One major cause of headaches, for both businesses and individuals, is when customers, clients, or others refuse to pay money they owe. Despite letters and phone calls they may fail to meet their financial obligations and can leave their creditors feeling frustrated and out of pocket. For many small businesses, this can make the difference between their business surviving or going under.

Small businesses should keep asking themselves these questions: 

  • Has the debtor got means to pay? 
  • Is there likely to be a dispute about the amount of the debt? 
  • Does the debtor have assets in the UK? 

We consider each of these points further.

Knowing who you are dealing with can provide confidence and comfort in your business dealings.  If you do not know exactly who you’re trading with, it is difficult to establish whether credit should be offered and may create problems when it comes to commencing legal proceedings.   Small businesses should make sure they know the exact name and trading style of the business. The company may trade under a different name from the people or company who own the business.

There are also different types of businesses which include, amongst others, limited companies, partnerships and sole traders. It’s important to understand which type of business you are dealing with. If it’s not a limited company businesses should check the name (s) and personal address(es) of the owner or partners? It may be essential if things don’t go to plan down the line.  Perhaps you will have seen headed paper and/or some company documentation that verifies the information which they have provided to you?  It’s also possible to use a credit reference agency to check details and credit status.  Businesses should also ask whether the information obtained supports the amount of credit requested.  Another check is to take references from other suppliers of the businesses – and ask yourself too, If they were previously dealing with your competitor, are you happy about their reasons for coming to you?

When it comes to payment terms, it’s essential to discuss and agree these with customers before accepting an order. If payment fails to arrive for goods or services which you have provided, your cash flow may be under undue pressure. Cash flow keeps businesses in business and – if you think you are being paid on one date and your customer has a different date in mind – problems could arise, especially if you’re banking on that money for other transactions. Making assumptions is dangerous.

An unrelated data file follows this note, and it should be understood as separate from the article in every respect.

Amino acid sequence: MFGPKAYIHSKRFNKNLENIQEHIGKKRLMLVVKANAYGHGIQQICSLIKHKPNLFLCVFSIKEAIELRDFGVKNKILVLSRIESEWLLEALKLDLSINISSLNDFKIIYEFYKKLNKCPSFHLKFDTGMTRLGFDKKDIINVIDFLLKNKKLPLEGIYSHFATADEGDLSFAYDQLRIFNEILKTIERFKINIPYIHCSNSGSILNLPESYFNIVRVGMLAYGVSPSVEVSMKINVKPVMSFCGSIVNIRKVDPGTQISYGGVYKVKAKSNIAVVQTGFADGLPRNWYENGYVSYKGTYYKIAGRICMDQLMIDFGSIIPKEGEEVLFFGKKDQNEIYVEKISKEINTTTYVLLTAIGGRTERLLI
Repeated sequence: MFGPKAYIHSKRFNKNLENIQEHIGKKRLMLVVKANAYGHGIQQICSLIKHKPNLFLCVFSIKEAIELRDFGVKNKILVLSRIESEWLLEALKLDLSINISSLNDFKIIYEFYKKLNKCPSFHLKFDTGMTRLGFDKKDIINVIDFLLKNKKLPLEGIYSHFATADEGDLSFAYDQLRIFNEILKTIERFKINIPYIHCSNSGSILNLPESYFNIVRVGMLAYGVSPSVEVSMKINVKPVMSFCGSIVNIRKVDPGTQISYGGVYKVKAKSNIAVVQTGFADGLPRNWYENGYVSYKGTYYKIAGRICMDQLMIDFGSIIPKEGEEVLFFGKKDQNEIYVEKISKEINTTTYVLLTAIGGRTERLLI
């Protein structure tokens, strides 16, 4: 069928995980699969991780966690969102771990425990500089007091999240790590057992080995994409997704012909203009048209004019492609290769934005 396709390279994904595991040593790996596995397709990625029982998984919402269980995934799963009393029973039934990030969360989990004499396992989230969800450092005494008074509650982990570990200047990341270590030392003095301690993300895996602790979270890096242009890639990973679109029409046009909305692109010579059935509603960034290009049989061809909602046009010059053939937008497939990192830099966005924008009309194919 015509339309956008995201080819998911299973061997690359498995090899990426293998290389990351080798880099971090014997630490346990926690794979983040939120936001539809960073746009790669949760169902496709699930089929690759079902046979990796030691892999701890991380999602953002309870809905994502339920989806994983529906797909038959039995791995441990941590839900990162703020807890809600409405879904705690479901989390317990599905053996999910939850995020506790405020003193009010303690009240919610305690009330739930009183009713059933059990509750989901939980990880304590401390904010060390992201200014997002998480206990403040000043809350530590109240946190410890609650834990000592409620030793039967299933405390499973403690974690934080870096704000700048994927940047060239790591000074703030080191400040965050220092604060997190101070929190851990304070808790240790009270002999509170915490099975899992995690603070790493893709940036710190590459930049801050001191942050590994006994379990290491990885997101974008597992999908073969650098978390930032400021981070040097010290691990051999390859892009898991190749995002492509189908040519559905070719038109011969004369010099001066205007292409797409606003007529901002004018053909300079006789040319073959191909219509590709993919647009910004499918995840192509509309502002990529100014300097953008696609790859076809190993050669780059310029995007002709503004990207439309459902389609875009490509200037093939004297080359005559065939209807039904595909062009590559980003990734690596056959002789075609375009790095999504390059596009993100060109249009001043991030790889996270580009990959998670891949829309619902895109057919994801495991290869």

Agreeing payment terms, formally, in advance is vital for healthy cash flow.   It’s always worth confirming the agreed payment terms in writing before you accept an order and having standard payment terms in place and a policy within your organisation saying that they cannot be changed unless properly authorised.  Don’t forget to review this policy annually and if others are allowed to agree terms, do they know about and always follow the policy?  

Small businesses should also make sure the payment due date is clearly shown on all invoices and have a process in place for dealing with requests from customers who request a longer period to pay the invoice.   Your invoice wording should also stipulate your right to make late payment and interest charges on late payments – you can always decide not to charge these if you don’t want to and make a virtue of that with your customer.

In summary, best practice is

  1. To check out the exact name and legal status of the business you’re dealing with. If the entity you’re dealing with is a sole trader or partnership, the proprietor or partners are personally liable so make sure you have their full details correctly noted down. Businesses can disappear much faster and easier than individuals. If you need anything further information for limited companies you can obtain information and documents at: https://www.gov.uk/get-information-about-a-company
  2. Don’t be afraid to ask for all the information you need – if you can’t get it now, it will certainly be harder further down the line.
  3. Invest in credit reference information – it could save you a bad debt.
  4. Set out and agree all the payment terms in advance and in writing. It’s better to know what to expect than to leave things to chance and wonder why the money hasn’t arrived.
  5. Whenever you write about payment terms, and on your invoices, include the words: “We will exercise our statutory right to claim interest (at 8% over the Bank of England base rate) and compensation for debt recovery costs under the Late Payment legislation if we are not paid according to our agreed credit terms.’’ Even if you don’t exercise that right, it can be a useful deterrent against late payment.
  6. Set some rules that your business always follow. Don’t be tempted to go against the rules you set, even if you’re put under pressure to supply goods or services urgently.
  7. When your debt becomes overdue, make a call to the person who’s due to pay with a polite query.  Most likely, it’s just been overlooked but if there’s any problem, this will give an opportunity for it to be resolved at an early stage.
  8. If the debt still isn’t paid, send out a letter before action. In most cases a letter before action can help to clear up a dispute without the need for the case to be taken to court, which most debtors will want to avoid. 

Mark Higgins, Chair, Ascent Performance Group

 

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